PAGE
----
AC: So yes, I met Bruno by chance on the flight back from Budapest, where I’d been working as Project Manager at the Women’s European Freestyle Championships. I did a lot of different stuff, helping direct the girls, helping organise them, getting their tickets, getting them to and from the event and anything else the directors of the event needed.
I randomly had a first-class ticket, I don’t know why or how, but fate smiled upon me and when I got on the plane I noticed that Bruno, though I didn’t know who he was at the time, had all these European Club Association papers next to him, so I just started chatting to him, asking if he’d been at the final and everything. So we’re there talking and he’s turning his head the whole time trying to speak between two chairs until right before we take off and, when nobody had come to sit next to him, he asked if I’d like to join him so we could keep discussing women’s football.
We had a really great talk, he was asking about all the stuff I’d learned at the FBA, where I thought the women’s game was going and where I thought it could go. But at some point I needed to use the ladies’ room, and when I came back he’d fallen asleep! So I was thinking “damn, that’s my chance gone” but as we landed, literally like something from a Disney movie, he woke up, looked at me and asked me if I wanted to keep playing. And of course, I said that I would, but I also knew that I’d done so much work studying and that it’s not always easy making that transition from the field to the business side, so I asked if there was any way I could do both? Fortunately for me he loved the idea and he made it happen, which was amazing.
SK: Kudos for a top-class piece of networking! You’ve been at PSG for nearly a year now, how are you managing to juggle the demands of playing for a Champions League-level team and a very challenging business role?
AC: Well, I’m in a team on the field and off the field at PSG, so it’s because of the support of those teams that it allows me to juggle both roles. My time is obviously at a premium, as I’m trying to be the best player I can be for my team-mates, by getting enough rest time and being at every training session, while off the field I also have great people alongside me.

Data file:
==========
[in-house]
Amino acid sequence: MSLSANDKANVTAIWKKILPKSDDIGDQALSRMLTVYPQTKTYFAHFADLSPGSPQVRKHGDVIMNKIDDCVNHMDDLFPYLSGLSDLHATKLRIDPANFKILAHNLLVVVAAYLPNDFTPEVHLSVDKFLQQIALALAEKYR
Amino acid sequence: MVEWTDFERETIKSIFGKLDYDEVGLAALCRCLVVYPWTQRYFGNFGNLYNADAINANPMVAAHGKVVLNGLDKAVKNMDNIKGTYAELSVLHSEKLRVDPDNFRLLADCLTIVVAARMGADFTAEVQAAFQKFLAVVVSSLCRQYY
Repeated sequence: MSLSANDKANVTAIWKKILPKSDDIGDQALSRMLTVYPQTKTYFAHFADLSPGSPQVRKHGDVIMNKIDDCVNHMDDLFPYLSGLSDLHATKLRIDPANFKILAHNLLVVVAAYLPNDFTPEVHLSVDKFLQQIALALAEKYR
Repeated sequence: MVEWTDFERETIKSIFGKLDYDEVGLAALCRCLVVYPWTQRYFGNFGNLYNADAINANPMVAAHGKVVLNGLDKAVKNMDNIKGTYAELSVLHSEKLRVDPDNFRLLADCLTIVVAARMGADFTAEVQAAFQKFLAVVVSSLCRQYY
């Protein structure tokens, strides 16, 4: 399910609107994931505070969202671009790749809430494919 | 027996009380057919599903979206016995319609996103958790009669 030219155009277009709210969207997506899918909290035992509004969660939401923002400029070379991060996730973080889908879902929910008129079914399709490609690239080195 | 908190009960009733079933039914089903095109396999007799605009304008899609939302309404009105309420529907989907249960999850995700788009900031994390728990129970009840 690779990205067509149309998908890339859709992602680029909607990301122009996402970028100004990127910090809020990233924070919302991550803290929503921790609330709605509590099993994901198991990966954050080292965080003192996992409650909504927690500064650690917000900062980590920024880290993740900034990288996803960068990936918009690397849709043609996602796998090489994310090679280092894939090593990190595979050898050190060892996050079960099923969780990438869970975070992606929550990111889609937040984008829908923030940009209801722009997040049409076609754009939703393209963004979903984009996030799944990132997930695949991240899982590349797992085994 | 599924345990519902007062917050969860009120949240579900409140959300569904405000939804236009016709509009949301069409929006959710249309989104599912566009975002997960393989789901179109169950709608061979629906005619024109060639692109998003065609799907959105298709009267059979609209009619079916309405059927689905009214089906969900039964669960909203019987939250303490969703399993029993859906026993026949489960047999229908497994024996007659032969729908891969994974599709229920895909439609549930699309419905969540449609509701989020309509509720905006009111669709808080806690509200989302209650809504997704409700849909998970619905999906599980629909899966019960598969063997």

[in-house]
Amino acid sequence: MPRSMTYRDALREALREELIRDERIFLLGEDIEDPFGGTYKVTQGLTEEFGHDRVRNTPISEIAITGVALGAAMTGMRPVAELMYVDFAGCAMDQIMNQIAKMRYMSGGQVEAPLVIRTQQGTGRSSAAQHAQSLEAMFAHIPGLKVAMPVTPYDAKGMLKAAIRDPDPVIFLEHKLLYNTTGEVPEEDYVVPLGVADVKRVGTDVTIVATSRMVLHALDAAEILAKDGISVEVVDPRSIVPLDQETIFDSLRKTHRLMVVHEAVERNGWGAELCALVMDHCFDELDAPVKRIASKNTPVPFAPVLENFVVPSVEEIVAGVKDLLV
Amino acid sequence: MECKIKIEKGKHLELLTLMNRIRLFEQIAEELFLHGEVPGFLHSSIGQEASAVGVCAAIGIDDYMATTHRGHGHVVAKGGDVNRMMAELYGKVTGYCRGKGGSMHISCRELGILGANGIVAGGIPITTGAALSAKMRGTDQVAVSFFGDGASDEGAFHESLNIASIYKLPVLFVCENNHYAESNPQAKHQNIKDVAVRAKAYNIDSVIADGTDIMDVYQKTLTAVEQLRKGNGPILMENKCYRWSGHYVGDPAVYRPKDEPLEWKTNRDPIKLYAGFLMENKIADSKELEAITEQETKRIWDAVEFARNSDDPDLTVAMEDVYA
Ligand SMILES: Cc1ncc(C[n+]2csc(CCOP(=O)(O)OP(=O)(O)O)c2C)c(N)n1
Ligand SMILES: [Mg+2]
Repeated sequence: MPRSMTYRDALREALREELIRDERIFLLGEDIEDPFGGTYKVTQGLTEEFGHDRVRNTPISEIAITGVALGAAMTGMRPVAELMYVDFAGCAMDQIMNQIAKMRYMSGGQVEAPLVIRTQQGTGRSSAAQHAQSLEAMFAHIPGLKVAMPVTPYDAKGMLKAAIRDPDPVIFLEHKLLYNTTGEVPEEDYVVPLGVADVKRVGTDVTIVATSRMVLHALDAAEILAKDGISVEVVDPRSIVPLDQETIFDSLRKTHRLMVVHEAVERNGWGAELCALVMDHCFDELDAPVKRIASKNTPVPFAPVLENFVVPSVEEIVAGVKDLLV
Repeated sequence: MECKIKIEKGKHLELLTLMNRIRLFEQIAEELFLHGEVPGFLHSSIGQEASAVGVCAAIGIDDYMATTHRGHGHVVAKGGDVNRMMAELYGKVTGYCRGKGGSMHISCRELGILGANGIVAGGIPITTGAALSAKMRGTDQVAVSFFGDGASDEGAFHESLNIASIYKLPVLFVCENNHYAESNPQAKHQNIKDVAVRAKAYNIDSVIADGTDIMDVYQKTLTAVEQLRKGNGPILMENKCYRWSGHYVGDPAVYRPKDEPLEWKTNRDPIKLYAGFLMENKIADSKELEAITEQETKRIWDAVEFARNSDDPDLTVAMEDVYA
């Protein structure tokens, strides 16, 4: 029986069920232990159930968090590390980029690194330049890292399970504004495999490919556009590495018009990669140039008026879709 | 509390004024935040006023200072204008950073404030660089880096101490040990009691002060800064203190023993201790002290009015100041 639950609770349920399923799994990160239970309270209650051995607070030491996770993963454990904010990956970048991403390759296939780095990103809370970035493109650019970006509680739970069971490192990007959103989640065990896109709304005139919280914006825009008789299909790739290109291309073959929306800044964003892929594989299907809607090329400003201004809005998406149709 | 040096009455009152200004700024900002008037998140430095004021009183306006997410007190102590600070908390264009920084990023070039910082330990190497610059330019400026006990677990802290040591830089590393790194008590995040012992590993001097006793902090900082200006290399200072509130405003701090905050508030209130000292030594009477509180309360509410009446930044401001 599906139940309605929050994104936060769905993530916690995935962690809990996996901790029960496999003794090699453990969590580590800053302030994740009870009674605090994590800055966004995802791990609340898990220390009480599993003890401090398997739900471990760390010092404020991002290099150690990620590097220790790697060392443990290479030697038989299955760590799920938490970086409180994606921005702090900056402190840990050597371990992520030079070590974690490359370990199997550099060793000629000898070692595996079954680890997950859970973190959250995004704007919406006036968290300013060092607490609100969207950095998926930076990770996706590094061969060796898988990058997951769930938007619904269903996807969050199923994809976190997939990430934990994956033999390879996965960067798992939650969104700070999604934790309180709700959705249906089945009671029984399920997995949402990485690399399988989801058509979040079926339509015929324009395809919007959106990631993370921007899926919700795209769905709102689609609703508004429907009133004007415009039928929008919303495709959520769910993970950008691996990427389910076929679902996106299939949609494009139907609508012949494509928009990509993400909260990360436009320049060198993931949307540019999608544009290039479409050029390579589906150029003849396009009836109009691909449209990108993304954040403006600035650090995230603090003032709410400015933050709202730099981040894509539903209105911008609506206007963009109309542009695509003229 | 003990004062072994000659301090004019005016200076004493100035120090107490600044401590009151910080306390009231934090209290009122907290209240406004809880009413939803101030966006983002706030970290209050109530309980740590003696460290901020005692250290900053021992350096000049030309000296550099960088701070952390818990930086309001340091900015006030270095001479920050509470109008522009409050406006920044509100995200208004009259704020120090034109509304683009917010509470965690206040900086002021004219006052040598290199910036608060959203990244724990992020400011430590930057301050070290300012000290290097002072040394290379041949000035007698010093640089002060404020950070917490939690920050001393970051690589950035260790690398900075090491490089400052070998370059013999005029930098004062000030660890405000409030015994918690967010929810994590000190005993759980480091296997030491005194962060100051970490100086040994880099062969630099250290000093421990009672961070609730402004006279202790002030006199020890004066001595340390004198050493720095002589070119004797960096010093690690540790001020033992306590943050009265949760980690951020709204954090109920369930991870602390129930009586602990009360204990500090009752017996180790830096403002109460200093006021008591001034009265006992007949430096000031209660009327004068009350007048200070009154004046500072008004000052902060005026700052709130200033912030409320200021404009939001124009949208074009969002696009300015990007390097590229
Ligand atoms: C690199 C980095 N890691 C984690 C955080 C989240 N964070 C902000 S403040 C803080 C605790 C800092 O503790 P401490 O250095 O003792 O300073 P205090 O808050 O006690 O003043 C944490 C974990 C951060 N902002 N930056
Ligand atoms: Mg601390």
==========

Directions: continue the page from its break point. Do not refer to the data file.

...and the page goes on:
I try to set up meetings outside of training times, so I can do both, while there are a number of us in the sponsorship department that work with me so if there is a clash and I need somebody to cover for me there are others within the team that will step in, which is fantastic. A lot of the role involves discussing with sponsors, looking for other prospective sponsors, seeing where and how we carry out a few smaller projects and, overall, developing the women’s side of the club to see how we can keep building it up.
SK: Though you didn’t have a club at the time, when you were watching the 2019 UWCL final you told your sister that “I’m going to be involved in this final next year!” And when the competition was put on halt due to COVID-19 at the quarter-final stage, PSG were still in the hunt and due to play Arsenal… Given everything else that had happened for you to get to that point, you must have felt pretty confident your prediction would come true, right?
AC: Yes, I do believe my path has been a bit ‘fated’… I genuinely 100 percent, in my heart of hearts, thought that we could and should make the final. Obviously, it has not been pulled off the table yet, there’s a chance that we will be in that final come August or whenever it is played. It will not be the route that I thought we’d take but as I’m sure you realise after hearing my story, I tend to get to the right destination, but my route getting places is rarely what anybody could or would expect! But I definitely believe in this team and this club and we WILL be in the Champions League final.
SK: Aside from your role at PSG, you’re also involved in a number of other initiatives in football. Could you share some of the details with the She Kicks’ readership?
AC: There’s quite a few projects on the table right now, but some of them haven’t fully come to fruition so I can’t really speak too much about them. Some of those I just don’t want to jinx them and others it’s because those I’m working with haven’t revealed them yet, but most do revolve around developing women’s football, either for underprivileged women and girls or just making a new platform and getting people talking about it.
My personal belief in the women’s game is that it’s a product that has to be sold but that we have to show a united front. Obviously, we’re all very competitive on the field, but off the field is where clubs, organizations and associations need to actually work together to drive the women’s game forward.
One of the biggest problems I see is with broadcasting, as to get broadcasters behind we need the product of women’s soccer to be better and we need ALL teams to be better, not just certain teams. We need the games to be exciting and the scores not to be a foregone conclusion, so a lot of my projects involve trying to get clubs and teams together at the table and discussing what’s going well, what’s not going well and where we can keep the women’s game moving forward.